Davis Guggenheim, director of the Oscar-winning “An Inconvenient Truth,” announced Monday ahead of the Sundance Film Festival the launch of Concordia Studio, which he founded with former Participant Media production head Jonathan King.
Concordia Studio will develop, produce or finance content across all platforms, with both nonfiction and scripted content being included on their slate. The studio is being launched in partnership with Emerson Collective, founded by Laurene Powell Jobs. Davis will serve as chief creative officer for the studio’s nonfiction division, while King will do the same for its scripted division.
“We’ve been working hard for two years and waiting for the right moment to announce our new studio,” Guggenheim said in a statement. “Our strength is a small group of executives committed to great storytelling with the very best filmmakers. Now with four films at Sundance and Jonathan King joining as co-founder, the timing could not be better.”
“Audiences worldwide are more hungry than ever for high-quality films and television that mean something in their lives,” King added. “We want to produce ambitious, impactful stories in all genres and formats, delivering to established distributors and the growing ranks of new platforms. Having the extraordinary support of Laurene and the ability to collaborate with Emerson is invaluable.”
Concordia Studio’s nonfiction division, led by Jonathan Silberberg (president of Nonfiction), Nicole Stott (EVP of Nonfiction) and Shannon Dill (EVP of Nonfiction Physical Production & Operations) will premiere four films in U.S. competition at this year’s Sundance Film Festival: “Boys State” (directed by Jesse Moss and Amanda McBaine), “Time” (directed by Garrett Bradley), “A Thousand Cuts” (directed by Ramona S. Diaz) and “Bloody Nose, Empty Pockets” (directed by Bill Ross and Turner Ross).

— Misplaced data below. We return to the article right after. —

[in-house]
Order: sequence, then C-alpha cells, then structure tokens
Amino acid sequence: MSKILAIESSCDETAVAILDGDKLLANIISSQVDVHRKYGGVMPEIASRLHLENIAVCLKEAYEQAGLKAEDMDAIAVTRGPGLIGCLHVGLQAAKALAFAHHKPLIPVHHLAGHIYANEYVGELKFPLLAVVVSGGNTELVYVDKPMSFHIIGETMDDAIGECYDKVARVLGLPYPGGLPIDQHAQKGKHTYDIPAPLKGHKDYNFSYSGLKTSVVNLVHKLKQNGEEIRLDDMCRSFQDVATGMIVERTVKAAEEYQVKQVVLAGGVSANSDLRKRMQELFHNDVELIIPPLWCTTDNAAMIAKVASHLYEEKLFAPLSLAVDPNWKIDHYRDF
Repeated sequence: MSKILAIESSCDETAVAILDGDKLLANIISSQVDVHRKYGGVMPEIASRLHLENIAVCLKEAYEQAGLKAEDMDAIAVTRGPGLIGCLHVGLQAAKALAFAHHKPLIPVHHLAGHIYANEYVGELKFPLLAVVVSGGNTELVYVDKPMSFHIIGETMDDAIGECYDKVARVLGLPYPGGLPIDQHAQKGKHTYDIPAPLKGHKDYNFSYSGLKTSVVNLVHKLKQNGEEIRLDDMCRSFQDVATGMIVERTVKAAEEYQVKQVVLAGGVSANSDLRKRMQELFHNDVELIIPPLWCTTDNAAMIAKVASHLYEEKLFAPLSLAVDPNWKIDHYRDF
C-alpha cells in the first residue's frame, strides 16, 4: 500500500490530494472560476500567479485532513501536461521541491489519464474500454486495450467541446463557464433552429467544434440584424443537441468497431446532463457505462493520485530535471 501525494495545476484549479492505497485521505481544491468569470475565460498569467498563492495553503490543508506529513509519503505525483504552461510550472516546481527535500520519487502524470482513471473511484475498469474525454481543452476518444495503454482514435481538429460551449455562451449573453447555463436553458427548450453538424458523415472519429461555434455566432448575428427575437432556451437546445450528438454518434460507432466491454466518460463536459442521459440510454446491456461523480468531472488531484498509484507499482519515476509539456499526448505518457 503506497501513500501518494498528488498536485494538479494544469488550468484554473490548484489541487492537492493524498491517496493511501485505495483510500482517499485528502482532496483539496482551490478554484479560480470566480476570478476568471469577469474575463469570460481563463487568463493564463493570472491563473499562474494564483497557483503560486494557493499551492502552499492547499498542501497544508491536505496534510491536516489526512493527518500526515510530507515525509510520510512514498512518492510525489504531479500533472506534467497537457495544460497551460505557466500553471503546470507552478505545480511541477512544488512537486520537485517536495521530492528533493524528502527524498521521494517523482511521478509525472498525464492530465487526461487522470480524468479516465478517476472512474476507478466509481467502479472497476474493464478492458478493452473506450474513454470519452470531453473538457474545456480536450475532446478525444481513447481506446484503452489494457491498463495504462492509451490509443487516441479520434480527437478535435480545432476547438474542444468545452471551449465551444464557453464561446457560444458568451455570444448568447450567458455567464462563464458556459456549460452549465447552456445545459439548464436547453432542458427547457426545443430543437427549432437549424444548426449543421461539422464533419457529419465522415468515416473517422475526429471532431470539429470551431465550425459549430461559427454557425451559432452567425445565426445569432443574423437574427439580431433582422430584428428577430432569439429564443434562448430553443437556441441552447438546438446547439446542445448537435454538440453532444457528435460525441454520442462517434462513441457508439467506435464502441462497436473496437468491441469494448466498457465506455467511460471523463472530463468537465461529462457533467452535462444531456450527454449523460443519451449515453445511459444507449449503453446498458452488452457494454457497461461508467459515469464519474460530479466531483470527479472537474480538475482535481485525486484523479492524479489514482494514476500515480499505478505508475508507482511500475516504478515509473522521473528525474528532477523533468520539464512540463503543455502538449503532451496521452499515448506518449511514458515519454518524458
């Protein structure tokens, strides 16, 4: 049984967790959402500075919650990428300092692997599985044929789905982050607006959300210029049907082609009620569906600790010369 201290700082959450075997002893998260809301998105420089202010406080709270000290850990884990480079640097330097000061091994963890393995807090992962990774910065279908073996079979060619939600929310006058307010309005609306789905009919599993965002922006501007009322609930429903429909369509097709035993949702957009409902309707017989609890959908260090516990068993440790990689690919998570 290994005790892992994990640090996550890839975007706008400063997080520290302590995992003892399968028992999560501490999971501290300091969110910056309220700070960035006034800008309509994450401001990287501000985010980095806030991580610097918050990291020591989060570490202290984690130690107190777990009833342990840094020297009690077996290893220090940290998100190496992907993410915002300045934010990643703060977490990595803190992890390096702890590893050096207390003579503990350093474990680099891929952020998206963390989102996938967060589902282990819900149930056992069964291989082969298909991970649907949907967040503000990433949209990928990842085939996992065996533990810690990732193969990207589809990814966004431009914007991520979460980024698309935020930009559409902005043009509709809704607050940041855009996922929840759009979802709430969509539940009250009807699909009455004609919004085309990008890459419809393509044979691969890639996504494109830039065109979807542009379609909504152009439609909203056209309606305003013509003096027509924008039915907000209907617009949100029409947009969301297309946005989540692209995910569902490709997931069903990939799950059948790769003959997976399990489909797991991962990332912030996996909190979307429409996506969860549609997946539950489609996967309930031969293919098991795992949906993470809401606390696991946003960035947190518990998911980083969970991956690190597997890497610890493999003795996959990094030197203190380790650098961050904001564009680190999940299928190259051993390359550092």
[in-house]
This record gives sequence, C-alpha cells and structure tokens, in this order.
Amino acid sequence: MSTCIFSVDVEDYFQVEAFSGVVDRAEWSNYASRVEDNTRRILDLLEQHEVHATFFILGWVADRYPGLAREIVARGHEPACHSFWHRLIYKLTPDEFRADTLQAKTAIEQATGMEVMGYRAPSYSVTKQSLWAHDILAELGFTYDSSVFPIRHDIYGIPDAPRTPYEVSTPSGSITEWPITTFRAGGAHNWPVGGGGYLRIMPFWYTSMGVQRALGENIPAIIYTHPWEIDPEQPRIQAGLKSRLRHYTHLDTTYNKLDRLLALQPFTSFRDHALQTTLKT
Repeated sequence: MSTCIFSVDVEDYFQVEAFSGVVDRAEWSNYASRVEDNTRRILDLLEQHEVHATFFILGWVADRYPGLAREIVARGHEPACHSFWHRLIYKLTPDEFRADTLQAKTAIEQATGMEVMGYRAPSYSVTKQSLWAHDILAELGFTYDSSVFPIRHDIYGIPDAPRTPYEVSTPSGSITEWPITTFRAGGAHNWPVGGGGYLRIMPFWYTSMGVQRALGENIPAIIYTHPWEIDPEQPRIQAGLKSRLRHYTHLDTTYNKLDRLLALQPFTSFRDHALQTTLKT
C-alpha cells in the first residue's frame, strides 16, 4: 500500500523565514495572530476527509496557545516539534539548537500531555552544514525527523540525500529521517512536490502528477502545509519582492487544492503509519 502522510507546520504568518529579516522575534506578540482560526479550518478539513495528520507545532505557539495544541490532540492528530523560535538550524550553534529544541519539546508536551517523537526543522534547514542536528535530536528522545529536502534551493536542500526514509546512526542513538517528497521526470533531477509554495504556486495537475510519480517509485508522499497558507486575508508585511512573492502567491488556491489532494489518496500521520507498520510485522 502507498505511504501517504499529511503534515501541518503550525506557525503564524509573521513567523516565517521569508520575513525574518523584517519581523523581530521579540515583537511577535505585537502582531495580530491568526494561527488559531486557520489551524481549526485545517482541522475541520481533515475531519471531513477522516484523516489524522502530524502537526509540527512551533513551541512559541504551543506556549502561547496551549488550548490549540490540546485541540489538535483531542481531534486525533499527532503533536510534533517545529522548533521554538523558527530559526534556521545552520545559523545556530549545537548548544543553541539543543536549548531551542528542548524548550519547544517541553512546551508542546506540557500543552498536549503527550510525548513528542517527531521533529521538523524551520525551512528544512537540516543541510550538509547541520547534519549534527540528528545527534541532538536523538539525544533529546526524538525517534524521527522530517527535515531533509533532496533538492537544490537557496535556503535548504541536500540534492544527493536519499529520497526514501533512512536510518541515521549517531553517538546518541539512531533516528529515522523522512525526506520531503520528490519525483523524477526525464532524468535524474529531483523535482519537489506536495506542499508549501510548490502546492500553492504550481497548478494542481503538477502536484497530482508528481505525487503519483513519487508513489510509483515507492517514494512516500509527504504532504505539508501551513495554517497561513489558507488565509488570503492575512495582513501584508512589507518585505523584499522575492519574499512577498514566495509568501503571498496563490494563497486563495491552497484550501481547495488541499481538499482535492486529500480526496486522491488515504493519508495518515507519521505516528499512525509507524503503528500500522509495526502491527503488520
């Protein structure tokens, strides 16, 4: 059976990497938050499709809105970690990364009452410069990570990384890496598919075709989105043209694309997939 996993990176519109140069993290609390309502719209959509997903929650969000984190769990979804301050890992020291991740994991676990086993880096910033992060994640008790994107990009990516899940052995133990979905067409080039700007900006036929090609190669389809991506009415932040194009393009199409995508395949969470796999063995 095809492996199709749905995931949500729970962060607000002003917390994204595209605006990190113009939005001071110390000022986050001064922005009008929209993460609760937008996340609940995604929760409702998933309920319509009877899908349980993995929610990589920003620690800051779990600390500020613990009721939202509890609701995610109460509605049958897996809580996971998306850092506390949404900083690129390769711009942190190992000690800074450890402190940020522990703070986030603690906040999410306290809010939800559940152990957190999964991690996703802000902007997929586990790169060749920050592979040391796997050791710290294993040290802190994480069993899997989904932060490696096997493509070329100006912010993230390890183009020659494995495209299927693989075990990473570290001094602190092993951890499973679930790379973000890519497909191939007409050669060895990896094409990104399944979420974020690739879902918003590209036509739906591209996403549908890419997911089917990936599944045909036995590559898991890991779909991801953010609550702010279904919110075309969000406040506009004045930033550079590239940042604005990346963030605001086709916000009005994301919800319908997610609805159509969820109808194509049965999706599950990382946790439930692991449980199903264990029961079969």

In addition, Concordia has a presence at this year’s Oscars, as it produced and financed the Best Documentary Short nominee “Walk Run Cha-Cha,” Laura Nix’s tale of a couple who were forced to flee their homes during the Vietnam War and have reinvented themselves 40 years later as ballroom dancers.
As the new studio expands its nonfiction footprint, it is launching a new fellowship program called “Artists in Residence,” run by former Sundance Documentary Fund head Rahdi Taylor. Concordia describes the fellowship’s goal as “to advance the creative power of diverse documentary filmmakers who demonstrate break-away talent, significant voice, and a commitment to story driven, premium nonfiction content.” Bing Liu, director of the Oscar-nominated “Minding the Gap,” is among the inaugural class of fellows.